On 3/11/2011 for the first time cricketers were sent to jail for spot-fixing. Salman Butt was sentenced to two years and six months imprisonment. He was the captain. Mohammad Asif was sentenced to one year imprisonment. Mohammad Amir was sentenced to six months detention. He was 18 years old when he bowled the no ball. Mazhar Majeed the fixer was sentenced to two years and eight months imprisonment.
On earlier occasions cricketers found guilty of match-fixing were banned for life or for some years. There was no imprisonment. In this case it happened in England. Southwark Crown Court in London sentenced the cricketers to jail. The punishment could have been seven years for accepting corrupt payments. The cricketers got off lightly. Other countries can follow Englandâ€™s example and prosecute cricketers involved in match-fixing or spot-fixing. In India they can be prosecuted for cheating and criminal breach of trust or treason. There is no need for a separate law for match-fixing or spot-fixing. In England the cricketers were prosecuted for conspiracy to cheat and accepting corrupt payments.
Spot-fixing was exposed by News of the World which closed down some months back due to the revulsion caused by its phone-hacking of a dead victim. ICCâ€™s anti-corruption unit did not discover any match-fixing or spot-fixing. Veena Malik had exposed Mohammad Asifâ€™s connection to an Indian bookie and no action was taken.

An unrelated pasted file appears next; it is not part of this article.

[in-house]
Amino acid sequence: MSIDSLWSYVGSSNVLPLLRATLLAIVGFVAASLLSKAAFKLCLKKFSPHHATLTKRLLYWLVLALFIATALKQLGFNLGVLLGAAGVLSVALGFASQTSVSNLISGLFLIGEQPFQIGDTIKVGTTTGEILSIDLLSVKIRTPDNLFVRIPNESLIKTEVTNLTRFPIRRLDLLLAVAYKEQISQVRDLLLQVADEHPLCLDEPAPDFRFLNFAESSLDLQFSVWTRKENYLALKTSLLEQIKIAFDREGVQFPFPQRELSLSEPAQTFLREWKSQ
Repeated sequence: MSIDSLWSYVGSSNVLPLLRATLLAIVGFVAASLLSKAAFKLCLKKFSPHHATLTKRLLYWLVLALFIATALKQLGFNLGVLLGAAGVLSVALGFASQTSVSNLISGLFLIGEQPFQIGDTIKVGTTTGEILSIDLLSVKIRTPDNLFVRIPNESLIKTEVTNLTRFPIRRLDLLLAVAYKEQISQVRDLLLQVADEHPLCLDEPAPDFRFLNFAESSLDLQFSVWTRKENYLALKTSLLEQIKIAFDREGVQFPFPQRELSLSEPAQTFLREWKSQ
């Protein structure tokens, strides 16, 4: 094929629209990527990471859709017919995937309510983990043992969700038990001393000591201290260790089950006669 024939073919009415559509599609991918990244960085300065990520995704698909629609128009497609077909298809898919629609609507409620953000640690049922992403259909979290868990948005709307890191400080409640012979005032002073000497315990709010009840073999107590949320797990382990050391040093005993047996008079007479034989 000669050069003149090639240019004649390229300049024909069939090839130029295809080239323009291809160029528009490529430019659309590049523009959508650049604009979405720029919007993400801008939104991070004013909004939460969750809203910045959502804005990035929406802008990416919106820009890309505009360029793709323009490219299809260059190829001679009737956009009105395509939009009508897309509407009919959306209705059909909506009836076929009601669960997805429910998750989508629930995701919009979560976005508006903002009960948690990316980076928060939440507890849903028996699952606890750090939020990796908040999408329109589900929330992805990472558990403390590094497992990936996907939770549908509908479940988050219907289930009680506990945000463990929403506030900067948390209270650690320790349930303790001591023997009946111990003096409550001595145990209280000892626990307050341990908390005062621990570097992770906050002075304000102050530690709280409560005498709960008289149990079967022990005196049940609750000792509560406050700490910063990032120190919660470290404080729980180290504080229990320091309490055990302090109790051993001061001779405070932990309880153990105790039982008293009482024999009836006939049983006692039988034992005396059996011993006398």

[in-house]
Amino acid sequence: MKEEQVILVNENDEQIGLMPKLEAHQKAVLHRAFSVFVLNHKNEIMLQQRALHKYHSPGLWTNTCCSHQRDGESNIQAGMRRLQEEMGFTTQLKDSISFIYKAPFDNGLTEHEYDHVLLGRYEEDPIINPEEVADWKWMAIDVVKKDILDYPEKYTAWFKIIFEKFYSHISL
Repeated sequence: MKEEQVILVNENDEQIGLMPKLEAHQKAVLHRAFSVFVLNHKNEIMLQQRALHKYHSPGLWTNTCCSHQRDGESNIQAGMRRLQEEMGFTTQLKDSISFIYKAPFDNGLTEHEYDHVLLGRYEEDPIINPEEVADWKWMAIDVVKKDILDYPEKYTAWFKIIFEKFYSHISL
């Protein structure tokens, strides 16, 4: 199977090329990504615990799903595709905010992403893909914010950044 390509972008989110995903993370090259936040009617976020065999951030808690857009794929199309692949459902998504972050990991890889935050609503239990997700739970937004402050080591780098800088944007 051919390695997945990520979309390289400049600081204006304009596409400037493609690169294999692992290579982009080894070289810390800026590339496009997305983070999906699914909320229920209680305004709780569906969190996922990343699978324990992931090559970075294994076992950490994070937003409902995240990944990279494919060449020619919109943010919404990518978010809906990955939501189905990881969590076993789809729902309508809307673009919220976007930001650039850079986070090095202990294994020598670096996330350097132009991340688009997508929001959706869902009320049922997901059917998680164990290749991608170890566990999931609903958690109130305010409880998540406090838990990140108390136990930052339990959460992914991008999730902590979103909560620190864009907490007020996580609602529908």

Jail term will act as a deterrent to cricketers who want to engage in illegal activities. They may not think much about ban for a few years or a life ban but going to jail is not a prospect they relish.
Besides cricketers, umpires and officials also should be investigated for match-fixing or spot-fixing. There have been dubious decisions or wrong decisions. Sometimes officials interfere in the game. The investigation can begin with Jaywant Lele who had predicted India would lose Test series 0-3 in Australia when Sachin Tendulkar was the captain. Either he was a match-fixer or he knew the match-fixers. The argument that it was a coincidence that his prediction came true is not valid. There are no coincidences.
There is the story of a man who killed the goose that laid golden eggs. Similar is the case with BCCI.
Recent ODI series in India against England witnessed large number of empty seats in Hyderabad, Delhi, Mohali, Bombay and Calcutta. There was drop in television viewing. The law of diminishing returns was at work. Within six months of World Cup interest in cricket had declined. During World Cup there were long queues for tickets for matches played by India and in some cases there was lathi charge. For the past four years there have been Tests, ODIs and T20s one after the other and people were bound to lose interest at some point.
When IPL began it provided an alternative to people fed up with K serials. Soon K serials disappeared. In 2009 and 2010 T20 World Cup was after IPL. In 2011 IPL was after ODI World Cup which India won and there was less interest in IPL.